My Plain Jane cover imageSummary: Jane Eyre meets Sixth Sense, “I see dead people.”

I like the concept of remixes or retellings of classic stories. The very nature of a well known story means that you can retell it by changing the perspective or the gender of the characters and you can easily have a cultural commentary or additional humor, or simply get to hint at part of the story to reference ideas without fully developing them in ways that is not possible for a completely original story.

That being said, I came into My Plain Jane having just finished My Lady Jane and I had a set of expectations that were not met. I thought I knew what to expect and the books are just different. My unmet expectations created a hurtle that I would not have had, if I had started with Plain Jane. But I had to get over my expectations of what the book was going to be. My Lady Jane was a historical figure that was generally told accurately, but with the addition of shape shifting magic (into animals).

My Plain Jane is riffing off of Jane Eyre, which is a fictional story. I read Jane Eyre just over a year ago, the story is fairly fresh in my mind. This is a bit of a spoiler, but My Plain Jane alternates telling the story from several perspectives. Charlotte Bronte is a teen, almost finished with her boarding school. Her real life best friend is Jane Eyre, a barely older orphan who was also at the school but now is a teacher. Charlotte is always writing and Jane is always painting or drawing; they do not have a lot of friends at the school outside of one another.

The main story really starts when Jane sneaks off to a local pub because she hears that a somewhat secret organization, Royal Society for the Relocation of Wayward Spirits will be there. That organization is an early Ghostbusters society. In this story, people who have briefly died and come back to life can see ghosts. The Society is mostly made up of people who can see ghosts and they go around the country helping to remove problem ghosts. Jane can see ghosts and one of her best friends, Helen, is a ghost. One of the tension points is that Jane wants to keep secret her ability to see ghosts because she is afraid of what people will think if they know she can see ghosts.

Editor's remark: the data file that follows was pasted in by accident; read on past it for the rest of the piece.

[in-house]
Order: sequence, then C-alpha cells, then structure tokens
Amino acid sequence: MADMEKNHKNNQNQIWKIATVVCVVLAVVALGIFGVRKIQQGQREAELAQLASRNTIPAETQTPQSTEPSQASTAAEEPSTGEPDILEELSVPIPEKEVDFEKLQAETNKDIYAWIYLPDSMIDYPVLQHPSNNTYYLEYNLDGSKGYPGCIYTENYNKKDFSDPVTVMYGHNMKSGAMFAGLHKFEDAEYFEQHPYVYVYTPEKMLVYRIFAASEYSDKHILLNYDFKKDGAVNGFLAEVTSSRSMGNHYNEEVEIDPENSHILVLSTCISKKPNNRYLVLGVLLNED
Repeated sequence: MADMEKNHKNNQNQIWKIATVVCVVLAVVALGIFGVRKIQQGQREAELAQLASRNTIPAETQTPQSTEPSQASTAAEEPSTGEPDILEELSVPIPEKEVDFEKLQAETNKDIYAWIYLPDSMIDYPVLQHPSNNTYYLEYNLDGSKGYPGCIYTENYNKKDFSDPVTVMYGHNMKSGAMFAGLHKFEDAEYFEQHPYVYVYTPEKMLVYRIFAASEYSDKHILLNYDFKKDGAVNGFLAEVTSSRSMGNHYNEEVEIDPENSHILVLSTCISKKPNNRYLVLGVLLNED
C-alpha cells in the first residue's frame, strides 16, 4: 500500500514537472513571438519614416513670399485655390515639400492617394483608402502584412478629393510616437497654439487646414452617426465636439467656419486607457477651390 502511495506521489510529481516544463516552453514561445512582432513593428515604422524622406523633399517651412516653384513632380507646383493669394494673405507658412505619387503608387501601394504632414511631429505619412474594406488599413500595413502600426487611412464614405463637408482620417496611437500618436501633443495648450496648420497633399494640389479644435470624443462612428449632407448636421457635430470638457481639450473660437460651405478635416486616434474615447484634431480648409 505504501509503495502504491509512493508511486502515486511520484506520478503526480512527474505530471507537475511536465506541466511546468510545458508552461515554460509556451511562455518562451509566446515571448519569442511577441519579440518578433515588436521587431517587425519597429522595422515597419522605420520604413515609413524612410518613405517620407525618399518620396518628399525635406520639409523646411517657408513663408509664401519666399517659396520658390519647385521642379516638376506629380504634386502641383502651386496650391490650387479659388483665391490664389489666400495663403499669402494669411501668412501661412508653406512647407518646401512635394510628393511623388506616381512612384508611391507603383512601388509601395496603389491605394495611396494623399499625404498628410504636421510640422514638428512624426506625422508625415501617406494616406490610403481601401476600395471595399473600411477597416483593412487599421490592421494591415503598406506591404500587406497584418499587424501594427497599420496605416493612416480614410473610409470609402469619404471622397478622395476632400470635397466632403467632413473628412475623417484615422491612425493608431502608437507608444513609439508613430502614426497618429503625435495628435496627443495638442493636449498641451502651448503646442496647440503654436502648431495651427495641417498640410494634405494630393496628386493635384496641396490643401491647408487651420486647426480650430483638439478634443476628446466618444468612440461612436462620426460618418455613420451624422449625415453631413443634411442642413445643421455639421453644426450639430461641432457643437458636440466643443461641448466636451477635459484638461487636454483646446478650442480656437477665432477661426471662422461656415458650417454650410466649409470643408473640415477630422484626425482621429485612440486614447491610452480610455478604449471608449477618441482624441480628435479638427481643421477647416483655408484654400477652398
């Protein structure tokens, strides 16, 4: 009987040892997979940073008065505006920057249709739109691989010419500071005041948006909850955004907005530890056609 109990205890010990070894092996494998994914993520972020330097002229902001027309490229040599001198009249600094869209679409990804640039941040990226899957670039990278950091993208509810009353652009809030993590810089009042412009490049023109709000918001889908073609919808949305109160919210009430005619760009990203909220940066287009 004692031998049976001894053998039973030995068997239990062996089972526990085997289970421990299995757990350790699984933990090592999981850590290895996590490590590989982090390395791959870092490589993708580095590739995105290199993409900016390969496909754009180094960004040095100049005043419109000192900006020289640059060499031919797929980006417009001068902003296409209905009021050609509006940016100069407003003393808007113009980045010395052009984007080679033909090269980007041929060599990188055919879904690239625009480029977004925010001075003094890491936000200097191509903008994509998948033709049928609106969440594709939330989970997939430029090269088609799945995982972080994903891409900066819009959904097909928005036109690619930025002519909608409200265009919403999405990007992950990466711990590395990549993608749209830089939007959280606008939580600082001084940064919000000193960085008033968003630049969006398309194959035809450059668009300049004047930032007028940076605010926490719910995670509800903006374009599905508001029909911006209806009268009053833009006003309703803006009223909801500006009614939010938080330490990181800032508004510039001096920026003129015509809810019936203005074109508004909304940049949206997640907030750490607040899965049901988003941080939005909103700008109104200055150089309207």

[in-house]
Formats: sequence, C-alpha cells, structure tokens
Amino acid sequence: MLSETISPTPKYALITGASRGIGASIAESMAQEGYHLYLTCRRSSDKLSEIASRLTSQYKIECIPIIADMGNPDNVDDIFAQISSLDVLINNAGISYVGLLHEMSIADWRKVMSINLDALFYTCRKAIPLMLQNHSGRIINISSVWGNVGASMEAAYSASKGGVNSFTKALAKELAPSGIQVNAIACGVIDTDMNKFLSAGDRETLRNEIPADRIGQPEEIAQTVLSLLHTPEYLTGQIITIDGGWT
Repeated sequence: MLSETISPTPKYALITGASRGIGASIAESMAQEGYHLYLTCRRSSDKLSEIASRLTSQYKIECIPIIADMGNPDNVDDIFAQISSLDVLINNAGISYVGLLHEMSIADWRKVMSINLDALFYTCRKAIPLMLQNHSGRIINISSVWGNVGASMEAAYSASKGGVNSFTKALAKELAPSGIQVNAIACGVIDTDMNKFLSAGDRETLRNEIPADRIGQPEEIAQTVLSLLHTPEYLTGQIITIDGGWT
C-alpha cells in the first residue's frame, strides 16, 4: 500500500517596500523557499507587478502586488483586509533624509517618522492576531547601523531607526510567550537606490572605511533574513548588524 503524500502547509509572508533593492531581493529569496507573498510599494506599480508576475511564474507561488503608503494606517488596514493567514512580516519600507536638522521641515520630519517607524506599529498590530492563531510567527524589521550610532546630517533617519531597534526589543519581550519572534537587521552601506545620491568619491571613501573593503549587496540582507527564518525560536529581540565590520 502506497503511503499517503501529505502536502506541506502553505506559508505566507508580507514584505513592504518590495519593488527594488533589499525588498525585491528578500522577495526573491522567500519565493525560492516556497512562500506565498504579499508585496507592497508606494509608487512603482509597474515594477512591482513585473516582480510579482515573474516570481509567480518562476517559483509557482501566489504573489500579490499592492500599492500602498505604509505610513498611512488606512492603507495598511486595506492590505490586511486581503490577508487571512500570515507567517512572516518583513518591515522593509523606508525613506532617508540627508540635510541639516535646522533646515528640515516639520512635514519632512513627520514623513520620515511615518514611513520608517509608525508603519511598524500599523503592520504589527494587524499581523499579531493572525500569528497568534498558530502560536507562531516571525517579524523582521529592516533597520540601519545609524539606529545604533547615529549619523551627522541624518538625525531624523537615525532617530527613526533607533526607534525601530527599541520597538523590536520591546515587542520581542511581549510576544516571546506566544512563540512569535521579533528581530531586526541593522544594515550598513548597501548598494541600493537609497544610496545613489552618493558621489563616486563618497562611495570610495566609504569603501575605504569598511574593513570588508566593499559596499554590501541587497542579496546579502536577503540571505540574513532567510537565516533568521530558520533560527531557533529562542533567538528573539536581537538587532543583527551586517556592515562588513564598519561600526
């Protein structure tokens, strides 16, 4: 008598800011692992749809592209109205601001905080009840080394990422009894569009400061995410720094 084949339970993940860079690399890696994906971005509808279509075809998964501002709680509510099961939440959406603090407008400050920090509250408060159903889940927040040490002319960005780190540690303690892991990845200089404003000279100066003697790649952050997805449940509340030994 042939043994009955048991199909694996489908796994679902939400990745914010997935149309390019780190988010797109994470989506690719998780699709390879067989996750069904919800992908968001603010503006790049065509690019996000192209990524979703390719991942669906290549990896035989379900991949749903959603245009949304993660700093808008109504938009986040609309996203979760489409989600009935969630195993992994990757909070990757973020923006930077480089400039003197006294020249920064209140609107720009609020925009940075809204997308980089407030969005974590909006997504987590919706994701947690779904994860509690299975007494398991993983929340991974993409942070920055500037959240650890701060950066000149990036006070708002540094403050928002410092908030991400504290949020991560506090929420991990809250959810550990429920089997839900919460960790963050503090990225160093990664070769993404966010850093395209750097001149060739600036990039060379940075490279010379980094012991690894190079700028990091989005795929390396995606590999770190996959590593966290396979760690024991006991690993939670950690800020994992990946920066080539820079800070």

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A Quilted Life: Reflections of a Sharecropper’s Daughter by Catherine Meeks

A Quilted Life: Reflections of a Sharecropper’s Daughter by Catherine Meeks cover imageSummary: A memoir from sharecropper’s daughter to academic to retired anti-racist educator. 

I do not know how I ran across Catherine Meeks’ work. She was a professor at Mercer and then Wesleyan College. She worked as an organizer for the city of Macon and was the founder of Lane Center for Community Engagement and Service. Then, she retired in 2008 and started another career as an anti-racist trainer within the Episcopal Church, eventually founding the Absalom Jones Center for Racial Healing. She again retired from that role this past December. In 2022, she received the President Joseph R. Biden Lifetime Achievement Award and the Presidential Volunteer Service Award medal.

What I enjoy about reading memoirs and biographies is that I see the complications of lives, not just the awards or recognitions they receive. Catherine Meeks was born to a sharecropper and a teacher in rural Mississippi. Her mother worked as a teacher throughout her childhood, but it took her 18 years to finish her college degree. Her father was illiterate and died when she was a child. The background of growing up in poverty during Jim Crow matters to the rest of her story. But this is not simply a Horatio Alger story of growth and success. Esau McCaulley, in a podcast interview that I cannot find right now, talked about the problems of writing a memoir as a successful Black man. He talked about the fact that people want a happy ending. And even when there is a happy ending, the happy ending can be used as proof against those with a less happy ending.